The only catch is that not every classically true theorem corresponds to a program in a completely straightforward way. Some theorems of logic, such as $((A\to B)\to A)\to A$, (Peirce's law) don't correspond to a simple program. Instead they correspond to programs that use advanced features like continuations or exceptions.

Still it's often helpful to think of logical theorems as specifications for programs; if you can think of a program which performs the corresponding calculation, then the statement must be a theorem.

Viewed in this way, the statement you originally asked about, $((P\to Q)\to Q)\to Q$, seems quite unlikely: you need a function $f$ which gets an argument $x$, which is itself a function of type $(P\to Q)\to Q$, and $f$ needs to produce a value of type $Q$. If $f$ could call $x$, then $x$ would return the needed value. But it can't call $x$ because to do so it needs to give it an argument of type $P\to Q$, and it doesn't have one.

  • $\begingroup$ "But in contrast, A→B is not a theorem, because how can you write a function that gets and argument of type A and gives back a result of some other, completely arbitrary type?" I'm not sure I follow this without a very precise definition of "type". It is quite common to write a program that returns a different kind of data than it was given. $\endgroup$ – Austin Mohr Jan 15 '13 at 3:05
  • $\begingroup$ 1. Yes, you are quite right, and if you are interested, I suggest you follow this up, because I think the subject is fascinating. 2. To write a program that returns a different sort of data than it receives requires that your language have some built-in function or operator for converting one to the other, something like C's atoi function which converts strings to integers. Such a built-in function of type string→int is analogous to having a contextual assumption in the logic, on the left-hand side of the $\vdash$. $\endgroup$ – MJD Jan 15 '13 at 3:09
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    $\begingroup$ 3. Even in the presence of such built-in functions, $A\to B$ is impossible, because $B$ is completely unconstrained. You may be able to write a program that takes a value of one type and returns a value of another, but you can't write a program that returns a value of a completely arbitrary type. If your function takes a string and returns an int, I can object that I didn't want an int, I wanted a (int\to(double, string))\to array of float, and your function doesn't produce one. $\endgroup$ – MJD Jan 15 '13 at 3:12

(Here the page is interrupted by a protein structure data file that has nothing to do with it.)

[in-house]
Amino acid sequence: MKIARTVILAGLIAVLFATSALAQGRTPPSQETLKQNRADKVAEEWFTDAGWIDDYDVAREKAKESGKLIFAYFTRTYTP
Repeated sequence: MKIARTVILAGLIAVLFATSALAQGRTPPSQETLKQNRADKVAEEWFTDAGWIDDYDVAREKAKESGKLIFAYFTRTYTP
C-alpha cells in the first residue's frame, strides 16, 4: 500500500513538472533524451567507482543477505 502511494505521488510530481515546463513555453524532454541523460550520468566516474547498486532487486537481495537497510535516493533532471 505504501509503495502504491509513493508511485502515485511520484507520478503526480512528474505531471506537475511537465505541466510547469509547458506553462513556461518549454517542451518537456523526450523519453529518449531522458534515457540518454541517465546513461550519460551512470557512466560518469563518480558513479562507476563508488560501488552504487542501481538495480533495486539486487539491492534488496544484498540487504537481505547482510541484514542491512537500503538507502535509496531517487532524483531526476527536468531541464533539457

I think part of what makes excellent practitioners excellent is that they have many different intuitive representations of the things they work with, and can switch between them effortlessly according to what works well in a given situations. The important thing is to not stick with a single visualization and use that for everything, but to be familiar with a range of possibilities that you can quickly test to see if one of them is helpful for the task at hand.

The Curry-Howard isomorphism (see MJD's answers) is great to know, especially if you already have (functional) programming experience. Closely related to it is the intuitionistic conception of proofs as conversational games, an informal version of which is often used to explain the semantics of quantifiers to beginning students ("the adversary chooses an $\epsilon>0$ and then we have to produce a $\delta>0$ such that ..."). This can be extended to propositional connectives: If we want to prove $P\land Q$, the adversary chooses whether he wants to see our proof of $P$ or of $Q$, but to prove $P\lor Q$, we get to choose which of the proofs to present. If we must prove $P\to Q$, the adversary starts by giving us his proof of $P$, and afterwards we must prove $Q$.

More specifically visual, Venn diagrams can indeed be useful, but become cumbersome if there are many propositional letters. Personally I often find it surprisingly helpful simply to visualize the abstract syntax tree of a formula instead of its linear written syntax. This is related to (but distinct from) visualizing a propositional formula as a Boolean circuit containing gates and wires.

Even something as primitive as truth tables can be helpful for some purposes. For example, my best intuition about how the possible two-variable Boolean functions relate to each other is in terms of two-dimensional truth tables: $$ \begin{array}{c|cc} \to & 0 & 1 \\ \hline 0 & 1 & 1 \\ 1 & 0 & 1 \end{array} \quad \begin{array}{c|cc} \land & 0 & 1 \\ \hline 0 & 0 & 0 \\ 1 & 0 & 1 \end{array} \quad \begin{array}{c|cc} \oplus & 0 & 1 \\ \hline 0 & 0 & 1 \\ 1 & 1 & 0 \end{array} \quad \begin{array}{c|cc} \text{a} & 0 & 1 \\ \hline 0 & 0 & 0 \\ 1 & 1 & 1 \end{array} \quad \ldots $$ where, for example "$\to$" and "$\land$" is similar because their truth tables both have a wedge of three identical squares with an odd one in one of the corners. I can make one into the other by flipping and inverting, which tells me that an AND gate can become an IMPLIES gate by adding inverters to some of the inputs and outputs, and vice versa.